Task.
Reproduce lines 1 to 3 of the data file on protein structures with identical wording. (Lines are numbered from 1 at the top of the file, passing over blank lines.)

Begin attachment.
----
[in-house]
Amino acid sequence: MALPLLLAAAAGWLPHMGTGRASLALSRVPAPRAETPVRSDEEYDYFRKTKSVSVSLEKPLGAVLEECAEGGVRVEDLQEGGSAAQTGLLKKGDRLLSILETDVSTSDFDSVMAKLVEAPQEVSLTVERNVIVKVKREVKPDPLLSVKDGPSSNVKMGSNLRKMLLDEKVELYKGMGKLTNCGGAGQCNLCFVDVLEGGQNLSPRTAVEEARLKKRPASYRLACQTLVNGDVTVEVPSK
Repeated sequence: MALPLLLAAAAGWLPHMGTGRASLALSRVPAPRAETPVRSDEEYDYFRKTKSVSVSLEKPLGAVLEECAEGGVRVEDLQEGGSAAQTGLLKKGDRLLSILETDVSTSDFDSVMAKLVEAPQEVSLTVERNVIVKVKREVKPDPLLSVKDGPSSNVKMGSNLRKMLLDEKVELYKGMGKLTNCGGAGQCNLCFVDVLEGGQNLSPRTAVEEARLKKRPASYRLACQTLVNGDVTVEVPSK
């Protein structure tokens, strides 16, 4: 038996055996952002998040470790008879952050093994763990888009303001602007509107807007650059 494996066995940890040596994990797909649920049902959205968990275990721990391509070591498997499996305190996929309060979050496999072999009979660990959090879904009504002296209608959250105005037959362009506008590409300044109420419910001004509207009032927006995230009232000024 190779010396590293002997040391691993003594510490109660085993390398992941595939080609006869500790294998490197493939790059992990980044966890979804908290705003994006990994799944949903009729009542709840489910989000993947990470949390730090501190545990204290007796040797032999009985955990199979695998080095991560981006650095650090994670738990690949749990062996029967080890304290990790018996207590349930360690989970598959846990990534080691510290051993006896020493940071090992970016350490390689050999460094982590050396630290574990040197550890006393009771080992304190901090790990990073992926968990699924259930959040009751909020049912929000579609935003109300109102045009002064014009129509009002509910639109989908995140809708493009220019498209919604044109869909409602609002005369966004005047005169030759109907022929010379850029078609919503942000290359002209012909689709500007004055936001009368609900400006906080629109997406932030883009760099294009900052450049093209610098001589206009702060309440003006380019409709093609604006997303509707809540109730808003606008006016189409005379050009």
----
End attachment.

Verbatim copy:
[in-house]
Amino acid sequence: MALPLLLAAAAGWLPHMGTGRASLALSRVPAPRAETPVRSDEEYDYFRKTKSVSVSLEKPLGAVLEECAEGGVRVEDLQEGGSAAQTGLLKKGDRLLSILETDVSTSDFDSVMAKLVEAPQEVSLTVERNVIVKVKREVKPDPLLSVKDGPSSNVKMGSNLRKMLLDEKVELYKGMGKLTNCGGAGQCNLCFVDVLEGGQNLSPRTAVEEARLKKRPASYRLACQTLVNGDVTVEVPSK
Repeated sequence: MALPLLLAAAAGWLPHMGTGRASLALSRVPAPRAETPVRSDEEYDYFRKTKSVSVSLEKPLGAVLEECAEGGVRVEDLQEGGSAAQTGLLKKGDRLLSILETDVSTSDFDSVMAKLVEAPQEVSLTVERNVIVKVKREVKPDPLLSVKDGPSSNVKMGSNLRKMLLDEKVELYKGMGKLTNCGGAGQCNLCFVDVLEGGQNLSPRTAVEEARLKKRPASYRLACQTLVNGDVTVEVPSK